- I've got to admit Murray Head's 'Say It Ain't So Joe' has never been a song that's done much for me (the song's pleading edge has always irked me), and The Hollies' cover didn't change that view.  Their heavily orchestrated version stuck pretty close to the original arrangement, adding in some patented Hollies harmonies, but in the end it was for naught.  rating: *** stars

- I'll readily admit 'Maybe It's Dawn' was quite pretty, but it was also bland and heartless; sounding like product more than art.  Heavily orchestrated, and with the exception of the choruses where the patented Clarke-Hicks-Sylvester harmonies kicked in, it really didn't sound a great deal like a Hollies effort.  rating: *** stars

- Thankfully 'Song of the Sun' provided a bit of musical diversity in the form of a slightly slinky blues-tinged number.  That's not to say the song was good, 'cause it wasn't.  To my ears it sounded very much like a demo that hadn't been fully completed, but at least it wasn't another ballad.  Best thing here was Sylvester's fuzz guitar solo.  rating: *** stars

- Featuring Terry Sylvester on lead vocals, 'Harlequin' was an interesting collaboration with members of Procol Harum.  Penned by Procol singer/keyboardist Gary Brooker, it was another ballad, but at least this one had a decent melody and was noteworthy for Brooker's uncredited backing vocals (at the end of the tune).  Procol drummer B.J. Wilson was also credited with playing on the song.  rating: **** stars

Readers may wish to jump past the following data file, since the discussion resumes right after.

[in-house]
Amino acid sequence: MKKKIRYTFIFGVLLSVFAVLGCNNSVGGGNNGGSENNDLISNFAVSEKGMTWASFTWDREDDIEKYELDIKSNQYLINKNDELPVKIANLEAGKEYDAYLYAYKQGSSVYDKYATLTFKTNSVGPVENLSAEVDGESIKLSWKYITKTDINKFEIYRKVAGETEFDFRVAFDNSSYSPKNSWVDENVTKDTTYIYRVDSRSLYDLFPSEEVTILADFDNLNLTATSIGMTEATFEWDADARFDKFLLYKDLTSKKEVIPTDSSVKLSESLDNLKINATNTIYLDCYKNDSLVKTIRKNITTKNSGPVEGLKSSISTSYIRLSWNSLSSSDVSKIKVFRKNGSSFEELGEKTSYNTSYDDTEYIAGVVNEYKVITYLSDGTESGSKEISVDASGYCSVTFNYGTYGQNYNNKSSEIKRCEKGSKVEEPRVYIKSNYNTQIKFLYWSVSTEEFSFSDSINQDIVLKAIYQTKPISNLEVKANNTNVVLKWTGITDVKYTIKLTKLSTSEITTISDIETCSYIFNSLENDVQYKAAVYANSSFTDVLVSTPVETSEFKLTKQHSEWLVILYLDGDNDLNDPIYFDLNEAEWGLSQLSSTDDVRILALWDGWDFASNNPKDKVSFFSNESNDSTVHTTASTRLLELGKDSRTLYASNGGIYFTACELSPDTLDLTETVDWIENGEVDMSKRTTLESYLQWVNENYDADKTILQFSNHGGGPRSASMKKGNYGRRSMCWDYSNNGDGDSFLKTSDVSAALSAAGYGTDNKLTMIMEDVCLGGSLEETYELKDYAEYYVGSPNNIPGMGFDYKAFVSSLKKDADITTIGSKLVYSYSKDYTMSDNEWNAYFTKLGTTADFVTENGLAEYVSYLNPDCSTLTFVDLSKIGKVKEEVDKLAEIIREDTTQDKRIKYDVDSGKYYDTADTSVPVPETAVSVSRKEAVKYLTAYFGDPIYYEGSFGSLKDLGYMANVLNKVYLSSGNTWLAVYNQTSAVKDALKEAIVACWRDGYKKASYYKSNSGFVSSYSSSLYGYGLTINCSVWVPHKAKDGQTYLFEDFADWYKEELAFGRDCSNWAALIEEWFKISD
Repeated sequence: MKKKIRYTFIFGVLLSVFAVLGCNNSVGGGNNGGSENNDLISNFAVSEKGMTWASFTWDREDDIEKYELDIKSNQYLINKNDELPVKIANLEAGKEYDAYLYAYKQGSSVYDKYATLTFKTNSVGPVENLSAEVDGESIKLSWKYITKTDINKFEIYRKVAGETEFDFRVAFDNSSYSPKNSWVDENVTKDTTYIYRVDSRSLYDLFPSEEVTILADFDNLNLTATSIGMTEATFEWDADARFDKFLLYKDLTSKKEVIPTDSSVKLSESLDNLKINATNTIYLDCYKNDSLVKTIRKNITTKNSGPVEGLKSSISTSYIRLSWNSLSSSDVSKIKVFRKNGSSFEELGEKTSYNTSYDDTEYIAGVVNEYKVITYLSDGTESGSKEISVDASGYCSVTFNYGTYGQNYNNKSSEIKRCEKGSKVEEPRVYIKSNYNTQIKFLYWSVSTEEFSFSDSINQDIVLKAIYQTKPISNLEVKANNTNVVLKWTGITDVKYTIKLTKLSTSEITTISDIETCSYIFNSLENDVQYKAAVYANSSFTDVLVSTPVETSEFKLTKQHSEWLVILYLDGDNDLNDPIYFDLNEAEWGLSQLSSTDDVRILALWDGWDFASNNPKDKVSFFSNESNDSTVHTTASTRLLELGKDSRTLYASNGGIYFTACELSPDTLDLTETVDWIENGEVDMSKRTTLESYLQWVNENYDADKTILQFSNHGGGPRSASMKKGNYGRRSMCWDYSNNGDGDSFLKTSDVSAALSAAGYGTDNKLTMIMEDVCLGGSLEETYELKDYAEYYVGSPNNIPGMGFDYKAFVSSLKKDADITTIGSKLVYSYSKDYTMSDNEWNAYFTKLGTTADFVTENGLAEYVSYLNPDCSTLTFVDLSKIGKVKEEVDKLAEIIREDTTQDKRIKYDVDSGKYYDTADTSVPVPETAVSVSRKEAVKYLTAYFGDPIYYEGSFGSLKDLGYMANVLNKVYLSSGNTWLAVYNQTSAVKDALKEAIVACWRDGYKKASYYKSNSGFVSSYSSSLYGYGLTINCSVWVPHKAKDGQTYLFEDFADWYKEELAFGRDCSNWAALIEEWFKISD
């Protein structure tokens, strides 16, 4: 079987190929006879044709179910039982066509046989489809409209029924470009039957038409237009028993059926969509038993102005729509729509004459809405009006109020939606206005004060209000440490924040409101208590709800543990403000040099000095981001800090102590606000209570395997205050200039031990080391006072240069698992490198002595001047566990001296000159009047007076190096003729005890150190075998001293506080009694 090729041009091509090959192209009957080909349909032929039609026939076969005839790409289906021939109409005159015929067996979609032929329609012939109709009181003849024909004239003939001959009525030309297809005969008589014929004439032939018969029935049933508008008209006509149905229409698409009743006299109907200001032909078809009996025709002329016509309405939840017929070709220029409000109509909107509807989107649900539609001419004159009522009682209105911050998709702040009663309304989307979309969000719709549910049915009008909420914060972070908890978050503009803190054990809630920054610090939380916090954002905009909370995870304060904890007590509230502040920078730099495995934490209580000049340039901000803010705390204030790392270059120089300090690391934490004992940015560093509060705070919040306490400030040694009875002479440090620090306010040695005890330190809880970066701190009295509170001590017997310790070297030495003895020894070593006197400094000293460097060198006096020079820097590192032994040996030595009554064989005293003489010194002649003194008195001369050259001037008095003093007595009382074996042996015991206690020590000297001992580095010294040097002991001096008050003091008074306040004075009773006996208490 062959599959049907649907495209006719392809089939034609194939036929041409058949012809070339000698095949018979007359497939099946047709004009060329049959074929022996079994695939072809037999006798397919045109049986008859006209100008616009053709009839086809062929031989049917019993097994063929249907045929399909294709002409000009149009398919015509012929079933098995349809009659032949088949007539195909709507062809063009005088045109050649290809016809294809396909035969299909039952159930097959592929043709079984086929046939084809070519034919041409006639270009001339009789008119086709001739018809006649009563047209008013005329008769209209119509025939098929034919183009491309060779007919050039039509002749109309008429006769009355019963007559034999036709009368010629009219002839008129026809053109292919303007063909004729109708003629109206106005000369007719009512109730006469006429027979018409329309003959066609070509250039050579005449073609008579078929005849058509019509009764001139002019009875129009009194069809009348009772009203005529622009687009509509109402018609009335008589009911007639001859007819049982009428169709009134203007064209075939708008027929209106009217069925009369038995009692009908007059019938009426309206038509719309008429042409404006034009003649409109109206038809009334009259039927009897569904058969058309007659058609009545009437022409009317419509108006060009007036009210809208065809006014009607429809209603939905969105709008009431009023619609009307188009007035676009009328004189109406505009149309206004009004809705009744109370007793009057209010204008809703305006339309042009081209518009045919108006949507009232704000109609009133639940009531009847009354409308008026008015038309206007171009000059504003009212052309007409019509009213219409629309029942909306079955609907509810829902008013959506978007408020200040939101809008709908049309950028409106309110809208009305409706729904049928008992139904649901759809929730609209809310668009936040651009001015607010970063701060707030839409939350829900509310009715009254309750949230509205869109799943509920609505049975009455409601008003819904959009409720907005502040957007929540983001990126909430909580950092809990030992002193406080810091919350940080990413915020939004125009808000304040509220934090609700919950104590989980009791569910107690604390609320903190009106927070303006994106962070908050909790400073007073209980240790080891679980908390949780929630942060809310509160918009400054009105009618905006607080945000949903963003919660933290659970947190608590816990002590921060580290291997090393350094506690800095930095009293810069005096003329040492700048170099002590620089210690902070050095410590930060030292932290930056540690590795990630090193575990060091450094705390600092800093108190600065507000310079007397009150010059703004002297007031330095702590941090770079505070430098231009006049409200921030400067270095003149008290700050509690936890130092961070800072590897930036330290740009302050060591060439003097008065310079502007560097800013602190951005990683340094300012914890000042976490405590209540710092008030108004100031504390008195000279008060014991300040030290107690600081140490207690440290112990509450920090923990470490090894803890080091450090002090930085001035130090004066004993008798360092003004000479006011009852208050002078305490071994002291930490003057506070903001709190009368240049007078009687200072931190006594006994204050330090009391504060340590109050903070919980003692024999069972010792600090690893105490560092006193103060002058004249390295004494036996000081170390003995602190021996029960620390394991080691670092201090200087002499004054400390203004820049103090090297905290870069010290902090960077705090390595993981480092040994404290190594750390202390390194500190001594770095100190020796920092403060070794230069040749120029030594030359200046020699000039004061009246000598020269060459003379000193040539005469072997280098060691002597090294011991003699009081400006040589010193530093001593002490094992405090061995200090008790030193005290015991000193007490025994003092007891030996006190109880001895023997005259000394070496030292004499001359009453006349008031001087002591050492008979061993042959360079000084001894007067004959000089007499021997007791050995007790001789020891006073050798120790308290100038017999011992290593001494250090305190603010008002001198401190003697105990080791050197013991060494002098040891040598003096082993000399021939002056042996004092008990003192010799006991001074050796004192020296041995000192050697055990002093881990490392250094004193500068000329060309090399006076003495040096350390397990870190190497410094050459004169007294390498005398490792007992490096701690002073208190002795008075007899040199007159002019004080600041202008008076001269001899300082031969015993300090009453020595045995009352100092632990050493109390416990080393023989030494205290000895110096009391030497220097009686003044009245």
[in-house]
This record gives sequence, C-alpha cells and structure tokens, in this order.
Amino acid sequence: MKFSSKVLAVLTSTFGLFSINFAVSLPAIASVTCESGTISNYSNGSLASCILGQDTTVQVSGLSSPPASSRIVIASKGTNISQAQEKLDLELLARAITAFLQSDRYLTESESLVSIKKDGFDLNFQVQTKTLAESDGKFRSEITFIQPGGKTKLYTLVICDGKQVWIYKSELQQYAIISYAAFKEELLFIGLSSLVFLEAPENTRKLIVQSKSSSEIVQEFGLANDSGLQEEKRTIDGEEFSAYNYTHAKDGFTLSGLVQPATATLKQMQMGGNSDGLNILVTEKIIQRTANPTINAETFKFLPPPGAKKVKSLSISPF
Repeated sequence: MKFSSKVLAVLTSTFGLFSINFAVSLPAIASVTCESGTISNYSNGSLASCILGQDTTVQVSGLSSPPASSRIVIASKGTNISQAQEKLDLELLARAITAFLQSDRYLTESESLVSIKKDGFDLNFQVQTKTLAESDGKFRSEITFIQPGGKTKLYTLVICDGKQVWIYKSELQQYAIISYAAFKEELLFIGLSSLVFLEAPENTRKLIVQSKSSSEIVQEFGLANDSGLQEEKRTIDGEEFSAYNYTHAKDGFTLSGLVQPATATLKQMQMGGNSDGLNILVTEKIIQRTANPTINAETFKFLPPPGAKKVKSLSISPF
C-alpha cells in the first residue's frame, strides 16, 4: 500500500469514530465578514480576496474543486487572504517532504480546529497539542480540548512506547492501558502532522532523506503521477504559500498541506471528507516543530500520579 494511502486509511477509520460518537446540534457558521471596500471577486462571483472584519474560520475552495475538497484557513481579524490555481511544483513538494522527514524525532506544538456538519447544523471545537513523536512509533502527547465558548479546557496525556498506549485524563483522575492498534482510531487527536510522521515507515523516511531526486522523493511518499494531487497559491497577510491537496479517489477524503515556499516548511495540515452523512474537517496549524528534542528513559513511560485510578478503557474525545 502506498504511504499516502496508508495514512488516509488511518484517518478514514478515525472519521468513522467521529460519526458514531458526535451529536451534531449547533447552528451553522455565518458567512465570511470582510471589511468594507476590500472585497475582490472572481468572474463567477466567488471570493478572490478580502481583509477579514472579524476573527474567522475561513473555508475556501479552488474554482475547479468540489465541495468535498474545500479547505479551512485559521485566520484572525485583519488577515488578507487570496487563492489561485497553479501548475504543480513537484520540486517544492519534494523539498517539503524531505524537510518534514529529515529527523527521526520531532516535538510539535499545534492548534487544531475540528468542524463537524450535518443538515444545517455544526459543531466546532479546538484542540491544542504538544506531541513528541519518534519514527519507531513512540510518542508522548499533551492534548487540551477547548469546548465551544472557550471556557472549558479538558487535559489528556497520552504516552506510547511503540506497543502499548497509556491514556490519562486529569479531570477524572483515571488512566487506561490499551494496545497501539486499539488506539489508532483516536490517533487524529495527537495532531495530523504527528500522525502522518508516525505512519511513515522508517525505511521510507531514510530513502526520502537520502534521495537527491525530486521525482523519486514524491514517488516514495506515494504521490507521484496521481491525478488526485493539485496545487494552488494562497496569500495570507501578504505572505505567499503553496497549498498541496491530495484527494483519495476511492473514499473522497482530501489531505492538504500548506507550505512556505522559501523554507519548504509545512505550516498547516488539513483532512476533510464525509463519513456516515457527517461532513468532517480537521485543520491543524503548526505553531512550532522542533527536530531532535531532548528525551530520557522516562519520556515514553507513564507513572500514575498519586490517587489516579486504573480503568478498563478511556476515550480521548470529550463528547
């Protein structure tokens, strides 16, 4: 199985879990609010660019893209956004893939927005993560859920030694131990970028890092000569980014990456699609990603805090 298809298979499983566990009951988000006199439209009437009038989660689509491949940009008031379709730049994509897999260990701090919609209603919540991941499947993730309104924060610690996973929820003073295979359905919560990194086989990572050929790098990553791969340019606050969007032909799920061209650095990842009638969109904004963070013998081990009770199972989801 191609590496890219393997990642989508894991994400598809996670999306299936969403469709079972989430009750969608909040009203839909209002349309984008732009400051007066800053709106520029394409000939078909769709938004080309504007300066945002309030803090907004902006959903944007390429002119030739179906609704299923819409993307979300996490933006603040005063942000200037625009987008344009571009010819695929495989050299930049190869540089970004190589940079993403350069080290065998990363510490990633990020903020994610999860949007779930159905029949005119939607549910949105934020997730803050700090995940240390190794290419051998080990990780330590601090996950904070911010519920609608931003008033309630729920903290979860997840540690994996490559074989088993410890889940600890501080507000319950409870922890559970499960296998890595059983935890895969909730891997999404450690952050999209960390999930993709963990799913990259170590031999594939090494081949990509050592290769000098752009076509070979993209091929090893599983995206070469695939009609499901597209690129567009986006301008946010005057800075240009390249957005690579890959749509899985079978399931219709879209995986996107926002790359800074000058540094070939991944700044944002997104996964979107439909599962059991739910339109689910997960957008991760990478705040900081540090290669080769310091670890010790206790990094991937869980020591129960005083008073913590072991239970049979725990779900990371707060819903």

- I'm guessing nobody bothered to tell the band that stringing so many ballads together wasn't the smartest decision they could make.  No matter how good it had been, by the time you hit 'When I'm Young' the chances were you'd hit ballad meltdown.   Another tune that was pretty enough, but ...  rating: *** stars

- Just because it was an up-tempo pop song, 'Something To Live For' stood as one of the album highlights (and a nice change of pace).   It was also tapped as an instantly obscure single.  rating: **** stars

- With 'Stormy Waters' The Hollies managed to do something they'd seldom accomplished before - namely recording a song totally without merit.  A plodding, completely forgettable tinged ballad, this one was simply a snore fest.   rating: * star

- Another tune with Terry Sylvester on lead vocals, 'Boys In the Band' was a breezy, vaguely Carribbean-tinged number.  Nice, but not particularly memorable.  rating: *** stars

- Geez, what was with the goody 'Satellite Three' ?  Clarke deciding to trot out his best David Bowie impression ?  Beats me.  Yeah, of course the first part was a ballad ...   but it was a strange ballad.  The song picked up a but of speed towards the end, but it didn't make much difference.   Wonder what the rest of the band thought about this one.   rating: ** stars

- Surrounded by heavy orchestration,  'It's Never One of Us' was simply dull and forgettable.  rating: ** stars

 

As mentioned, the album spun off one single:

 

  

 

- 1979's 'Something To Live For' b/w 'Dragging My Heels' (Polydor catalog number 2059 108) 

 

"Five Three One - Double Seven O Four" track listing:
(side 1)

1.) Say It Ain't So Joe   (Murray Head) - 

2.) Maybe It's Dawn   (Tony Hymas - Brown) - 

3.) Song of the Sun   (Tony Hymas - Brown) - 

4.) Harlequin   (Gary Brooker) -

5.) When I'm Yours   (Murray Head)

 

(side 2)
1.) Something To Live For   (Tony Hymas - Brown) - 

2.) Stormy Waters  (White)

3.) Boys In the Band   (Pete Brown)

4.) Satellite Three   (Allan Clarke - Gary Benson) - 

5.) It's Never One of Us   (David Pomnerez)